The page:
Sinn Fein has angrily rejected claims the Provisional IRA was responsible for placing two mortar-type weapons close to the Irish border.
Dismissing a report in the Sunday Independent yesterday as “ludicrous”, Newry and Armagh MP Conor Murphy said last week’s security alert was the work of “unrepresentative militarist factions” – not the mainstream republican movement.
The discovery of the device – which was pointing upright and is believed to have been capable of bringing down a police helicopter – led to a massive clearance operation involving soldiers with sniffer dogs over several days.
Since then, it has been suspected that republican dissidents, who have been responsible for the murders of two soldiers, two police officers and a prison guard in recent years, had intended to lure police officers into an ambush.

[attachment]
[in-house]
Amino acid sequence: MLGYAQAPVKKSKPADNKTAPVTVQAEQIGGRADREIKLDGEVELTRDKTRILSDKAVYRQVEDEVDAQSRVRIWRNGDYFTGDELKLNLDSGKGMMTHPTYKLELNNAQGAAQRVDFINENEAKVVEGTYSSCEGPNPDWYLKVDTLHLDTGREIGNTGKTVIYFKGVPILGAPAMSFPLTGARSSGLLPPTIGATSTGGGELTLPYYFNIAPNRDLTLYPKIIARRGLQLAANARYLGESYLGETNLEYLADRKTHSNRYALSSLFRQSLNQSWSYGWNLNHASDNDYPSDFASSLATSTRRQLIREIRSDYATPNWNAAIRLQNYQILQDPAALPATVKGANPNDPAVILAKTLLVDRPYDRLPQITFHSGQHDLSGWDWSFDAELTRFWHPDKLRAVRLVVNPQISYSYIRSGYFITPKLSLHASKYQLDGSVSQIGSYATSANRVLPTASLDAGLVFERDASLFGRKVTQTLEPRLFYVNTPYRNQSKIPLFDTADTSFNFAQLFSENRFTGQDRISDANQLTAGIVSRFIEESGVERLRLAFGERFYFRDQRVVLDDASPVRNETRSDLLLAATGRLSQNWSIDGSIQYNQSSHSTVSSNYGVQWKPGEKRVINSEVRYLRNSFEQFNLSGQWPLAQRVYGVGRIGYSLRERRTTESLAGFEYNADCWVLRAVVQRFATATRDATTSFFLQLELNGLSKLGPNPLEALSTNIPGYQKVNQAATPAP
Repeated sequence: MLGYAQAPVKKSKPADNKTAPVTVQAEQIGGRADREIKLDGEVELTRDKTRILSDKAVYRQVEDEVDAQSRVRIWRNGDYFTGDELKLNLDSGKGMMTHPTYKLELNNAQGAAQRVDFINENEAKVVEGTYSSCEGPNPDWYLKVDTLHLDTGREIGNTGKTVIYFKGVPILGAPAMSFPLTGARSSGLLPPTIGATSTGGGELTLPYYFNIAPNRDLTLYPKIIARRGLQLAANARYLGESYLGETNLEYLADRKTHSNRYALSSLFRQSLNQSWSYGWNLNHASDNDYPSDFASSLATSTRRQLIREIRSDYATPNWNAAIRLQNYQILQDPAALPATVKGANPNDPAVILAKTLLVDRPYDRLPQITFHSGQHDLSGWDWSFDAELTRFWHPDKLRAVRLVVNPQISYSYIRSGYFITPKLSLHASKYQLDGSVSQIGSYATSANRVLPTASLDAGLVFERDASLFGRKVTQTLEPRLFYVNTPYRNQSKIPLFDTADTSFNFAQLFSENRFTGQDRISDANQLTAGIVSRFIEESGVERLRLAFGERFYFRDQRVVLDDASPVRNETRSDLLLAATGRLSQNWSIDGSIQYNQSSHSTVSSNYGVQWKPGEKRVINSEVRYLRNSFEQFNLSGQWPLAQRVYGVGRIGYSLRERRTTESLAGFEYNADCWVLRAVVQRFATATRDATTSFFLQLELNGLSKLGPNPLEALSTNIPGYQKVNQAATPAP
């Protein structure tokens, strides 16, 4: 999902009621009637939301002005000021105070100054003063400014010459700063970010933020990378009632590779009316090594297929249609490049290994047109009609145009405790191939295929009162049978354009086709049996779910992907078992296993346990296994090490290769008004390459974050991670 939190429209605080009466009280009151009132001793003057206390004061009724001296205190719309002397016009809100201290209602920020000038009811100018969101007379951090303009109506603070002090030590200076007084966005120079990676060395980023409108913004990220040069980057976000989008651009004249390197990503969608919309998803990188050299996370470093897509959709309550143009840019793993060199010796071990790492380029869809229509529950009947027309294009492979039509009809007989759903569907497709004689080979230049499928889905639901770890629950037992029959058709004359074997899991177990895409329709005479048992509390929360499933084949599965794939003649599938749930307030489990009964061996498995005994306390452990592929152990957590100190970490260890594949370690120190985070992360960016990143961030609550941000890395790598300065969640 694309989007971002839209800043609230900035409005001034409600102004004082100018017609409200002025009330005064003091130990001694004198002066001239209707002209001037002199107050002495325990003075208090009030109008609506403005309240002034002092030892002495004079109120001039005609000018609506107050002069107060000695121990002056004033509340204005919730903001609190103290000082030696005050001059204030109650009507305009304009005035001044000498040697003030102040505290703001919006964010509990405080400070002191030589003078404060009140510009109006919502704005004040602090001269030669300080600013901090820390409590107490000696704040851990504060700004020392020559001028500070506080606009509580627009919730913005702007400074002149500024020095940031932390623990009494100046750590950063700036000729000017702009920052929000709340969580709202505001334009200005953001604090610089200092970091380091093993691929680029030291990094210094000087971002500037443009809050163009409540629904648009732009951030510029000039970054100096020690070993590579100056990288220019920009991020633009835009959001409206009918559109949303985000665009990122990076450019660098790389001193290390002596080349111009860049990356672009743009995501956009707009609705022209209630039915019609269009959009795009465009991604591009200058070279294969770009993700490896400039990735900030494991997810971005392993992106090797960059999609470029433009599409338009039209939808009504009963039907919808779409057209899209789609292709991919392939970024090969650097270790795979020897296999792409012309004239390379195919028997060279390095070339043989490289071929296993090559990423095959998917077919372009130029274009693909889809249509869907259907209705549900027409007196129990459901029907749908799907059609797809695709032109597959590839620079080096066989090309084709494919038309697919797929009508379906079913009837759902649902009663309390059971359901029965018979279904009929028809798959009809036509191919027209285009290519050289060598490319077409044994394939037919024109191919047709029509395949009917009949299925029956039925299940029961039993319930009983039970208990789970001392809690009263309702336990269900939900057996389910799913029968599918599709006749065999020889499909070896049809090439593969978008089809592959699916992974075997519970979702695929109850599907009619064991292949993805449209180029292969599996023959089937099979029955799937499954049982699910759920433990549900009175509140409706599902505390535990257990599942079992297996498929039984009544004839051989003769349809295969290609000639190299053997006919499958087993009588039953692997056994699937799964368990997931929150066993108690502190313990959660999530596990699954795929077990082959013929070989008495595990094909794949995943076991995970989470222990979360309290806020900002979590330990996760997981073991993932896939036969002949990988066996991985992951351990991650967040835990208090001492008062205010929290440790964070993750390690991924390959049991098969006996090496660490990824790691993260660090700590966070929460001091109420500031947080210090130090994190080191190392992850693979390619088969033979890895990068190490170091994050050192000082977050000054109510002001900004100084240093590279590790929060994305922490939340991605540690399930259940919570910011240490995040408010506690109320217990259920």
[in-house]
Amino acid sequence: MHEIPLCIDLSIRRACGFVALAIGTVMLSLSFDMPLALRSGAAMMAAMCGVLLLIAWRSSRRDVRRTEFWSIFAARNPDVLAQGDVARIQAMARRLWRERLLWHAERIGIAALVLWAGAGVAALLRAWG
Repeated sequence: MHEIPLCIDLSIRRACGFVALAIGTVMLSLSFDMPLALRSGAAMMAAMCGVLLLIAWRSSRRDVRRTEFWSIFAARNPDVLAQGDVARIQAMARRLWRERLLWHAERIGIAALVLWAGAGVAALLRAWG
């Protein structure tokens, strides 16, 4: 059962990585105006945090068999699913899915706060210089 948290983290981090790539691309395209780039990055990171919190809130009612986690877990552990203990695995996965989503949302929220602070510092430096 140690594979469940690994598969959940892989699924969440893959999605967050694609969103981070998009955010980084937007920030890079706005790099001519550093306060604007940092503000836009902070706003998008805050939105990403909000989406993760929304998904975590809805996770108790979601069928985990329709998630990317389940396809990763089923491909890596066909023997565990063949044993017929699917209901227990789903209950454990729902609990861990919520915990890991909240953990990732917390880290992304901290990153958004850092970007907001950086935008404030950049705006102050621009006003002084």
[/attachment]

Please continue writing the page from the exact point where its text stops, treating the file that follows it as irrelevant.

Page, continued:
However, a report in this week’s Sunday Independent claimed the mortars were connected with a recent warning issued to the PSNI to stop disrupting IRA diesel smuggling rackets along the border.
According to the controversial article, the warning was a message for the PSNI to stay out of south Armagh “in anticipation of police raids arising from the murders of Detective Garda Adrian Donohoe and young south Armagh man Paul Quinn”.
Mr Quinn was beaten to death in October 2007 and his murder is widely believed to have been at the hands of Provisional IRA members.
The report is based on information said to be from Garda sources.
Mr Murphy said the newspaper report was “based purely on fantasy” and contained “utterly outlandish” allegations.
“Fifteen years after the signing of the Good Friday Agreement and almost 20 years after the first IRA ceasefire such allegations are ludicrous.
“However, by publishing such baseless articles, the Sunday Independent is ignoring the sinister agendas at work behind them and the danger of damaging a hard won peace.”